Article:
> Buyer's Guide: 21 of the best winter cycling gloves

The Santinis only come in this black and yellow colourway, which is great for a bit of high-visibility but it does get grubby if you are out riding on wet, salt-covered, muddy roads. This is compounded by the fact that Santini only recommends hand washing the gloves, and even with plenty of scrubbing I couldn't get them to come up looking fresh.

I've been bunging them in the machine on a 30°C wash cycle with no ill effects.

Priced at £39.99, these Santinis sit around the same area as a lot of other gloves that we've recently tested. The Gore Universal Windstoppers at £42.99, for instance, or the Altura Thermo Elite gloves at £34.99.

The Santinis are great quality and the fit is spot on to the sizing chart found on its website, so I'd say they are well worth the investment. If you shop around you can find them for around £25 too.


Great gloves for sub-zero temperatures, but they can get grubby test report

Make and model: Santini Deep Double Layer Winter Glove

Size tested: Medium

Tell us what the product is for

Santini says, "Engineered for maximum protection in the Winter months."

Tell us some more about the technical aspects of the product?

From Santini:

Double layer fabric for enhanced insulation. Palm with anti-shock and anti-slip padding. Reflective piping on the back for added nighttime visibility.

Rate the product for quality of construction:
Rate the product for performance:
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Rate the product for value:

How easy is the product to care for? How did it respond to being washed?

Hand wash only recommended, which means the yellow panels are difficult to keep clean.

Tell us how the product performed overall when used for its designed purpose

Great at keeping your hands and fingers warm on harsh winter rides.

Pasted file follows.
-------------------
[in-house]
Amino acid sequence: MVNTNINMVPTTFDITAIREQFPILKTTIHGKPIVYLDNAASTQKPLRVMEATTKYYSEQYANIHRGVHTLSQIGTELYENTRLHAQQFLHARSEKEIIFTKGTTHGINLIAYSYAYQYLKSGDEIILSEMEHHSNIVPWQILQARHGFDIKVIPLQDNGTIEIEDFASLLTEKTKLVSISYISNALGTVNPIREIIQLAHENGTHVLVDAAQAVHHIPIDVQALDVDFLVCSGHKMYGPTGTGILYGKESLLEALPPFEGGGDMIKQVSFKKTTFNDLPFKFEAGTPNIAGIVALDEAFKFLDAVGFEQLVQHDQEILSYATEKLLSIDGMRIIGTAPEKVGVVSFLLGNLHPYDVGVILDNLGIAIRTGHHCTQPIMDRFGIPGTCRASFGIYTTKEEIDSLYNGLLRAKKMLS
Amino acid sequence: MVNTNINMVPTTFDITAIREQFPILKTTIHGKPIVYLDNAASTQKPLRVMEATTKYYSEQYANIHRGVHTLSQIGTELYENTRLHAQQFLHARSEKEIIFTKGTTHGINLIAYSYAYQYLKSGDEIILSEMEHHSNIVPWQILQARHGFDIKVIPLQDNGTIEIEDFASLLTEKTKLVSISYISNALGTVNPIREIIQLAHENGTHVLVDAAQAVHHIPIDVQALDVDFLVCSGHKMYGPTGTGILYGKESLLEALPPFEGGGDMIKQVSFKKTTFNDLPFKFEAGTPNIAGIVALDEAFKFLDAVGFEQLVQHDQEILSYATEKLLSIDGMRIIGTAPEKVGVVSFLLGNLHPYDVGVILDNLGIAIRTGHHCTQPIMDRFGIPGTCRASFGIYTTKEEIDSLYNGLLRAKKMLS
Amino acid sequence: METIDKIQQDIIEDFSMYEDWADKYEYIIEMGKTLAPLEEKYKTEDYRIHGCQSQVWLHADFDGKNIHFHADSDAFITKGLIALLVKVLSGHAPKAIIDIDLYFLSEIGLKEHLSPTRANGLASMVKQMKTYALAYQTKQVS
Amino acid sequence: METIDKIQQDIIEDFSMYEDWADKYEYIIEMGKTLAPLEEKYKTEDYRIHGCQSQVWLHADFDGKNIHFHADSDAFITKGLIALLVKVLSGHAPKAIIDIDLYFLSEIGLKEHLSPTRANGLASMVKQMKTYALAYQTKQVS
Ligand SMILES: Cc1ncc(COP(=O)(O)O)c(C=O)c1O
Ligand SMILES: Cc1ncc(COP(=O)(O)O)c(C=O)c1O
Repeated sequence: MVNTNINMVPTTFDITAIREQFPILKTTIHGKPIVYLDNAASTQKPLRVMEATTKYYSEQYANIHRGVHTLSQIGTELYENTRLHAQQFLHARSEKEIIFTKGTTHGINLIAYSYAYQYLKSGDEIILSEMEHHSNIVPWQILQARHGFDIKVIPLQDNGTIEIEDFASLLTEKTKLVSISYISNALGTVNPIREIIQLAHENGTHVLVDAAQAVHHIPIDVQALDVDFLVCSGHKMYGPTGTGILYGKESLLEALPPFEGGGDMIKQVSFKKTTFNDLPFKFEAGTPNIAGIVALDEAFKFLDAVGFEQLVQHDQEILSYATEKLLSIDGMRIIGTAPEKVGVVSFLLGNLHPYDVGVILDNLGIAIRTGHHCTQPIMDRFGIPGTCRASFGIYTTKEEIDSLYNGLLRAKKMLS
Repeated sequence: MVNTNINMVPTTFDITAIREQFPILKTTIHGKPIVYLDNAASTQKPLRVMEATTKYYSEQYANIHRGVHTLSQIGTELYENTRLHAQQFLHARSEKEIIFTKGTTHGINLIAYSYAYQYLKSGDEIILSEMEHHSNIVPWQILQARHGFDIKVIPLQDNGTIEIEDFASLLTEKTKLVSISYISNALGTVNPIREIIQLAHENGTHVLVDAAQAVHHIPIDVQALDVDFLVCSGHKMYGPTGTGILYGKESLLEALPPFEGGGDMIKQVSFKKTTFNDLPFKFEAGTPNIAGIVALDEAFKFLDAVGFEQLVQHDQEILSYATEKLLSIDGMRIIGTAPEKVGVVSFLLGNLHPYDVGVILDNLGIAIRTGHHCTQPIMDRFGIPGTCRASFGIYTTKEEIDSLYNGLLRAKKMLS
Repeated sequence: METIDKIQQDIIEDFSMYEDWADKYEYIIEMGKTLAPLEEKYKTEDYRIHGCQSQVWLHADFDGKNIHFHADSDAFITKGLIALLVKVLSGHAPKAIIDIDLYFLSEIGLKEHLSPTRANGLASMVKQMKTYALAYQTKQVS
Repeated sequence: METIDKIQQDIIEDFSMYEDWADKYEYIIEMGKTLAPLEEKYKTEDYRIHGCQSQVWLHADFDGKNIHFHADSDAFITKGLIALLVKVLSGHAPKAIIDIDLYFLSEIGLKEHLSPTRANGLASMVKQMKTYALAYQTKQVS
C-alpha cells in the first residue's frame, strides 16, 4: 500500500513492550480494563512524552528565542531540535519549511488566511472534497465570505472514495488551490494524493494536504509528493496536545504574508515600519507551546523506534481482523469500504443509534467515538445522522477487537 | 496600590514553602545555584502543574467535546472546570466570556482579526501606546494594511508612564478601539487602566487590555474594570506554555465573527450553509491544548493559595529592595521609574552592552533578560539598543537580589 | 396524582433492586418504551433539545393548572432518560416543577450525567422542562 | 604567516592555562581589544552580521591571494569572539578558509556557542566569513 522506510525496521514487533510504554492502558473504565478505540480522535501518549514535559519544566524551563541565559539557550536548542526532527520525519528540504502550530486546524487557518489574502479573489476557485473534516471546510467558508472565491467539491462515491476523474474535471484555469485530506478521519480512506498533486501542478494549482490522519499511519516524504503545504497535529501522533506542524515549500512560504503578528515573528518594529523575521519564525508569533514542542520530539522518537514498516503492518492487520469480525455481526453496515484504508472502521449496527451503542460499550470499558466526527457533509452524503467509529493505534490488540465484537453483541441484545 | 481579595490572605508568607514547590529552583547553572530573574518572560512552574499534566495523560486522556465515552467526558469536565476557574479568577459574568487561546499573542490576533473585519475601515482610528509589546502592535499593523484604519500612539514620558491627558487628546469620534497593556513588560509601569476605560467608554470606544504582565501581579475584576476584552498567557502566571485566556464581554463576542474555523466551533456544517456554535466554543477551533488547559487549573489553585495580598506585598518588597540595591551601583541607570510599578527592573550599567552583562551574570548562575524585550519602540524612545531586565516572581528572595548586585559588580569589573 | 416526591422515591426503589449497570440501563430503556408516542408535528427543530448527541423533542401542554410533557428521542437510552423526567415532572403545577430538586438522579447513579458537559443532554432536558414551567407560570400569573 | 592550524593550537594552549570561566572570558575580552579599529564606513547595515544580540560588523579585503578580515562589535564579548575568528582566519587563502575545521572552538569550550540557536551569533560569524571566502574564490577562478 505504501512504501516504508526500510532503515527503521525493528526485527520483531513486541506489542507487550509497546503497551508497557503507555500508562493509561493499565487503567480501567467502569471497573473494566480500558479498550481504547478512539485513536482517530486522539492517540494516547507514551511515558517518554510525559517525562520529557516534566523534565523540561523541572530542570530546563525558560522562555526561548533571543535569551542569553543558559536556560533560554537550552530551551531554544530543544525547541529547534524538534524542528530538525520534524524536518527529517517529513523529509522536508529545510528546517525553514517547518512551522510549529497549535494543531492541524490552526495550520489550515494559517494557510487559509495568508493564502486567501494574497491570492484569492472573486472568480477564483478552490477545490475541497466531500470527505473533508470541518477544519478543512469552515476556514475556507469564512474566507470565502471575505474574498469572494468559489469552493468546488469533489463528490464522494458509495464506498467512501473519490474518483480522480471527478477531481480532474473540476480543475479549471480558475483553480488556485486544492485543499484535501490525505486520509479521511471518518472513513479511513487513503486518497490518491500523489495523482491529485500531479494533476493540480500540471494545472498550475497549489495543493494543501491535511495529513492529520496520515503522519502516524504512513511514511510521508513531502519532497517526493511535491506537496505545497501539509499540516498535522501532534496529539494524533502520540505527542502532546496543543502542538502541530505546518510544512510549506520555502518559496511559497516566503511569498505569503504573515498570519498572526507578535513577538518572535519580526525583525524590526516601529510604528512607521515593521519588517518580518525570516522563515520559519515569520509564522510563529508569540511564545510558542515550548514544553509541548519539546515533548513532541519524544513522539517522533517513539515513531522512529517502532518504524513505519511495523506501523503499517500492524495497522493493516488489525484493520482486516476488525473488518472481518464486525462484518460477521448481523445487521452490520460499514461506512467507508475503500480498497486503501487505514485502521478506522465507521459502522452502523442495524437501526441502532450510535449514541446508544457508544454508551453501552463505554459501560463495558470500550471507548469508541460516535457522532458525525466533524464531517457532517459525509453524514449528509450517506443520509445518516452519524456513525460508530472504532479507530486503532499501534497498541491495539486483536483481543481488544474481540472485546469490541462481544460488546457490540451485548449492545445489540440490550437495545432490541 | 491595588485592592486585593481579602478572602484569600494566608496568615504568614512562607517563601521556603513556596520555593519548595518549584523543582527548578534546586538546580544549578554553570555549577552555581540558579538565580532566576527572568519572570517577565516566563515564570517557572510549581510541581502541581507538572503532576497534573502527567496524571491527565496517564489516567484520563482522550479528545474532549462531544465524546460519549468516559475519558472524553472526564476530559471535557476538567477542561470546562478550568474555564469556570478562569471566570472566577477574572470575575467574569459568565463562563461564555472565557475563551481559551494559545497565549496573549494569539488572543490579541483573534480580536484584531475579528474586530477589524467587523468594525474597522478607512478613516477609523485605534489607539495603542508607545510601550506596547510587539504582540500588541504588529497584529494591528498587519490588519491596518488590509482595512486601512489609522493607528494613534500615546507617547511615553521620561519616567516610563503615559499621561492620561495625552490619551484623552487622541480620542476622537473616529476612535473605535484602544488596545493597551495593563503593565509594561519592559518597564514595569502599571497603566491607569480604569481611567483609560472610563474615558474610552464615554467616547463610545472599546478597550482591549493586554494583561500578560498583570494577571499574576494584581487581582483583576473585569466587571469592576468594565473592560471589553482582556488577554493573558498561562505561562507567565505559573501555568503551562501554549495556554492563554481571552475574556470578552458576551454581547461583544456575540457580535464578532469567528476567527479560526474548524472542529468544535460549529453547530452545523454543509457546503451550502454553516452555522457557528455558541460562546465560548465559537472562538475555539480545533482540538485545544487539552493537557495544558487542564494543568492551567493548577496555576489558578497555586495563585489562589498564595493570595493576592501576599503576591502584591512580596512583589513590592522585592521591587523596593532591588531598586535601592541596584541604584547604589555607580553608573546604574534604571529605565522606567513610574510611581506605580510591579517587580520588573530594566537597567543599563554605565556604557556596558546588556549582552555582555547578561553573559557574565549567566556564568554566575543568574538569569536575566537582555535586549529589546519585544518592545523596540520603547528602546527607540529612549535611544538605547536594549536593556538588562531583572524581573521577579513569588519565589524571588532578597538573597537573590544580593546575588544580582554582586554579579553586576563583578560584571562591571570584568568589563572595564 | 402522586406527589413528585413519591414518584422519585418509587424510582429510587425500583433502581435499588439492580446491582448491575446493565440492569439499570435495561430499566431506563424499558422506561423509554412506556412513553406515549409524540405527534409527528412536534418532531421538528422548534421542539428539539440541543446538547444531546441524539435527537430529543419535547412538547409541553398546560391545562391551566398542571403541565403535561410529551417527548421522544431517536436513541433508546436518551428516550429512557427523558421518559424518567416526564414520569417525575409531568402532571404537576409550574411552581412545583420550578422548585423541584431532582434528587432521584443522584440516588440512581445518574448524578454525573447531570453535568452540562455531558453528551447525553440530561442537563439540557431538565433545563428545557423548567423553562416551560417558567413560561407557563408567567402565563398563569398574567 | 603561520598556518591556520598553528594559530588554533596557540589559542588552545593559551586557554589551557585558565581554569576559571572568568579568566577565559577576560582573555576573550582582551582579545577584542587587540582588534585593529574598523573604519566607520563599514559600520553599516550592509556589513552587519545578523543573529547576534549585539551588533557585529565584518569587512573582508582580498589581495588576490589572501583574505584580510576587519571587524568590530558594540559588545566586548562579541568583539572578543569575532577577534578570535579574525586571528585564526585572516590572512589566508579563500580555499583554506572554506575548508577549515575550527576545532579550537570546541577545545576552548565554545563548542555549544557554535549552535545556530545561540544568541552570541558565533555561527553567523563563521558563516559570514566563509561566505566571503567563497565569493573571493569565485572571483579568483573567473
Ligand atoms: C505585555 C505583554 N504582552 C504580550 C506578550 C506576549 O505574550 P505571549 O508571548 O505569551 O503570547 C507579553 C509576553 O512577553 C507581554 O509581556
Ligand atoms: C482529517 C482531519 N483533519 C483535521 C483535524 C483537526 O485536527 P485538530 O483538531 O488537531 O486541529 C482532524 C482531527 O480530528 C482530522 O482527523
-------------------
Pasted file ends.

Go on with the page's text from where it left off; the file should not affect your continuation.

Tell us what you particularly liked about the product

So warm and toasty.

Tell us what you particularly disliked about the product

Grubby yellow panels.

Did you enjoy using the product? Yes

Would you consider buying the product? Yes

Would you recommend the product to a friend? Yes

Use this box to explain your overall score

The Santinis are great for those really cold days without being too bulky, and are reasonable value for money. Darker colour options would be nice though.

Overall rating: 8/10

About the tester

Age: 38  Height: 180cm  Weight: 76kg

I usually ride: This month's test bike  My best bike is: Kinesis Aithein

I've been riding for: 10-20 years  I ride: Every day  I would class myself as: Expert

I regularly do the following types of riding: time trialling, commuting, club rides, sportives, fixed/singlespeed

As part of the tech team here at F-At Digital, senior product reviewer Stu spends the majority of his time writing in-depth reviews for, and ebiketips using the knowledge gained from testing over 1,500 pieces of kit (plus 100's of bikes) since starting out as a freelancer back in 2009. After first throwing his leg over a race bike back in 2000, Stu's ridden more than 170,000 miles on road, time-trial, track, and gravel bikes, and while he's put his racing days behind him, he still likes to smash the pedals rather than take things easy. With a background in design and engineering, he has an obsession with how things are developed and manufactured, has a borderline fetish for handbuilt metal frames and finds a rim braked road bike very aesthetically pleasing!